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AFRICA HEALTH. 1993 Mar; 15(3):15-7.The real prevalence of pelvic inflammatory disease (PID) is unknown since many women are either asymptomatic or have atypical symptoms. It is often difficult to detect, manage, and prevent PID. Since PID has obstetric, gynecologic, and contraceptive-related causes, its prevalence is quite high. About 70% of PID hospital admissions in sub-Saharan Africa are a result of reproductive tract infections (RTIs) while this figure is 34% in Asia and 31% in developed countries. Only 10-20% of lower RTIs ascend into the upper genital tract and an even smaller percentage of women with PID develop chronic sequelae. Still, just 1 episode carries an increased risk of a tubal infertility, ectopic pregnancy, chronic pelvic pain, considerable pain during coitus, a new episode, and menstrual irregularities. Neisseria gonorrhoea and Chlamydia trachomatis are the most common causative organisms of PID. In Africa, the risk factors for PID are the same as they are for sexually transmitted diseases (STDs): multiple sex partners, young age at first intercourse, high frequency of coitus, and a high rate of acquiring new partners. The largest percentage of women with RTIs are monogamous women who are infected and constantly reinfected by their promiscuous husbands. The primary means to prevent PID are promotion of safer sexual behavior and condom usage. Secondary measures include accessible, acceptable, and effective STD services and education and counseling during case management. WHO suggests that STD treatment become part of the primary health care system. It has developed flow charts on syndromic diagnosis for urethral discharge in men and genital ulcer disease in women. Health workers should assume increased PID risk if the partner has had a history of urethral discharge and/or treatment for gonorrhea or nongonococcal urethritis. Partner notification is also needed for case management, but stigmatization in some countries poses a problem. WHO also recommends use of drugs which have a 95% STD cure rate.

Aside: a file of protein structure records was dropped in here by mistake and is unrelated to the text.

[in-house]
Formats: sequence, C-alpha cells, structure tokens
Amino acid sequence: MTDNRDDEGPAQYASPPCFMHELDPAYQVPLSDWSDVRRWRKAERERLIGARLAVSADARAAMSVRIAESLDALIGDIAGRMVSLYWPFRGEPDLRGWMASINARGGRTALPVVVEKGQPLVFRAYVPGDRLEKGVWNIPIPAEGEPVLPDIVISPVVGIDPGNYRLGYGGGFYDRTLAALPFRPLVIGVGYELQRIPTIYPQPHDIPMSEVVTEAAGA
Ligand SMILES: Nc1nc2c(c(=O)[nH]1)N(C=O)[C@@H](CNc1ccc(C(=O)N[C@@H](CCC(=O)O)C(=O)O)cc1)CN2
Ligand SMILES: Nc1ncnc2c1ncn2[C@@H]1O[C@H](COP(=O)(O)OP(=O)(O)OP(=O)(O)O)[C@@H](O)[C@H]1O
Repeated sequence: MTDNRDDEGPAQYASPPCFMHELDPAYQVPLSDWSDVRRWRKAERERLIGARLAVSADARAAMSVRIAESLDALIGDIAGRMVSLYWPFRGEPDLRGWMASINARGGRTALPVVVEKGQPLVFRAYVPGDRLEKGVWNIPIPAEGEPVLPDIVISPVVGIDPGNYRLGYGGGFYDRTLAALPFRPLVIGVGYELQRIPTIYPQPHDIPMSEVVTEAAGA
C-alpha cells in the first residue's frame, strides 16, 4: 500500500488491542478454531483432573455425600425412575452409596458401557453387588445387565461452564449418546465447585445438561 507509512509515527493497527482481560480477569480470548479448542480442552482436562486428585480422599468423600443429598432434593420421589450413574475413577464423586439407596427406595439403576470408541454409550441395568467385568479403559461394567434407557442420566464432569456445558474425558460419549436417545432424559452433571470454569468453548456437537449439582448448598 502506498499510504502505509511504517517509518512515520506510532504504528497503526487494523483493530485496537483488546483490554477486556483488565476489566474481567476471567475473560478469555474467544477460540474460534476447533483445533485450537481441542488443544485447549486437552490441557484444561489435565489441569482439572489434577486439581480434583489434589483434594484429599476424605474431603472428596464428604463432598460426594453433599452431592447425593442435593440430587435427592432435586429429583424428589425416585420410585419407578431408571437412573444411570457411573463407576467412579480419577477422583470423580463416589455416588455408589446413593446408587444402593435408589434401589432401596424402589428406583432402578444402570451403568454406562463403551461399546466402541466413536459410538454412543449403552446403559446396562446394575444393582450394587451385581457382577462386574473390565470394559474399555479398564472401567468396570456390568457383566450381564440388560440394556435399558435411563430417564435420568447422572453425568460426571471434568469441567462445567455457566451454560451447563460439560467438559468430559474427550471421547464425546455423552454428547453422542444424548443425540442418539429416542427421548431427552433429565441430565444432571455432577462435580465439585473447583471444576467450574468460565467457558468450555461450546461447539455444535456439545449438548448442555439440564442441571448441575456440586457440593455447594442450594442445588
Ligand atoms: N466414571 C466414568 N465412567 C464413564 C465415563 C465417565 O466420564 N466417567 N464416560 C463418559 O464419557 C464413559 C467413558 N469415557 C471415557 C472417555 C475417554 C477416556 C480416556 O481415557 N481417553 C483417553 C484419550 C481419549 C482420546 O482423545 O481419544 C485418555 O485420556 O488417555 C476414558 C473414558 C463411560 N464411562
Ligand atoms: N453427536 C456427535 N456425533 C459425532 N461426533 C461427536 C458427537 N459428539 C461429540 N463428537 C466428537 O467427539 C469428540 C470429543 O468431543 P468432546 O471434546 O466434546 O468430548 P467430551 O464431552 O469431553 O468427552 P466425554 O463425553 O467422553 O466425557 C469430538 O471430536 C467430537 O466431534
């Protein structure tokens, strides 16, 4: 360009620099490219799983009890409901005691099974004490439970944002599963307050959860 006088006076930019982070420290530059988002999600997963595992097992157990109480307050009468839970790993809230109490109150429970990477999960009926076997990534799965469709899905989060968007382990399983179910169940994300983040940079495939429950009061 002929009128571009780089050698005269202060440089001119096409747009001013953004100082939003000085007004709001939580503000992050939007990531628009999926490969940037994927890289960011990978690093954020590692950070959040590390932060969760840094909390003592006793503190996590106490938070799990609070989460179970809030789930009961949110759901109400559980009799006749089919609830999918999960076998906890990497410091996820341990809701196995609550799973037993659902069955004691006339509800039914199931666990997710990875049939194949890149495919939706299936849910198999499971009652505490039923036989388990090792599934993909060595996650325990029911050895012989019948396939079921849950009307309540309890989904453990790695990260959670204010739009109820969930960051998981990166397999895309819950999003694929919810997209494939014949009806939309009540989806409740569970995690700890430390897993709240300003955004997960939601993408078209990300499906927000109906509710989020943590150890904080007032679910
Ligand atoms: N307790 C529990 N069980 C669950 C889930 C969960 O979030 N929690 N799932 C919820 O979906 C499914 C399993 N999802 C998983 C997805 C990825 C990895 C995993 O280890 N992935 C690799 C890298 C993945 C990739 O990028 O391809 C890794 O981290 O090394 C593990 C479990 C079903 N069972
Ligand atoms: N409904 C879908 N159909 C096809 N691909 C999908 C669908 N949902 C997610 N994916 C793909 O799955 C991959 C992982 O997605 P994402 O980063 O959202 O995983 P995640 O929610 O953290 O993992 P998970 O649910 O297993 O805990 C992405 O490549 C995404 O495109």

PROGRESS IN HUMAN REPRODUCTION RESEARCH. 1992; (22):2-3.The WHO Special Programme of Research, Development and Research Training in Human Reproduction has conducted long term studies on 2 copper releasing IUDs (TCu220C and TCu380A) in almost 2800 women which show that they are effective for 9 years. The pregnancy rates for TCu220C at 7 and 9 years are 4.9 and 5.4/1000 woman years respectively. Thus the annual risk of pregnancy is about 1%. The pregnancy rates for TCu380A are even lower (1.7 and 2.1 respectively), an annual rate of less than 0.5%. As a result of these studies, the US Food and Drug Administration sanctioned TCu380A use for 8 years up from 6 years. More than 80 million women worldwide, especially in developing countries (e.g., about 74 million in China), use the IUD. Researchers have analyzed data on 22,908 insertions from 12 trials to see whether IUD use is related to pelvic inflammatory disease (PID) and whether long term use causes more severe PID. They learned that the overall PID rate is 1.6/1000 woman years. The first 20 days after insertion carry a 7 times higher risk of PID, but the risk falls considerably thereafter and stays low for at least 8 years. Further, duration of IUD use does not increase the severity of PID. WHO is supporting research at 28 centers which are evaluating a new IUD which has copper sleeves hanging from a nylon suture (frameless IUD). During insertion, the clinician embeds the suture superficially into the top of the uterus so the IUD and the copper sleeves are suspended. WHO is also supporting research at up to 6 centers on 2 modified frameless IUDs designed to be inserted after delivery. The research want to determine whether the high expulsion rate of IUDs inserted during the postpartum period can be reduced.